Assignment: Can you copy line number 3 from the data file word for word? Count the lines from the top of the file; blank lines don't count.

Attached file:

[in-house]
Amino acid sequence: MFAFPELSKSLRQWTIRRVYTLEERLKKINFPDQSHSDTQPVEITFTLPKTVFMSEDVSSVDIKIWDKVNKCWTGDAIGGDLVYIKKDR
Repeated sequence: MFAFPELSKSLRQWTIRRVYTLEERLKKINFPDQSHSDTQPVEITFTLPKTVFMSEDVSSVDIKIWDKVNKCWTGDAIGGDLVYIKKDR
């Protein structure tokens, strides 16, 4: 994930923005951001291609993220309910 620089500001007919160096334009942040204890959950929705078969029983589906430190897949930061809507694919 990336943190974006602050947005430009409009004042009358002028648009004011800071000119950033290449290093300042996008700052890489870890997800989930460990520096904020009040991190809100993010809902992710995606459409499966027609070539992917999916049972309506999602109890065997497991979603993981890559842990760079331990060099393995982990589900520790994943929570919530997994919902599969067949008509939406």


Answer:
Repeated sequence: MFAFPELSKSLRQWTIRRVYTLEERLKKINFPDQSHSDTQPVEITFTLPKTVFMSEDVSSVDIKIWDKVNKCWTGDAIGGDLVYIKKDR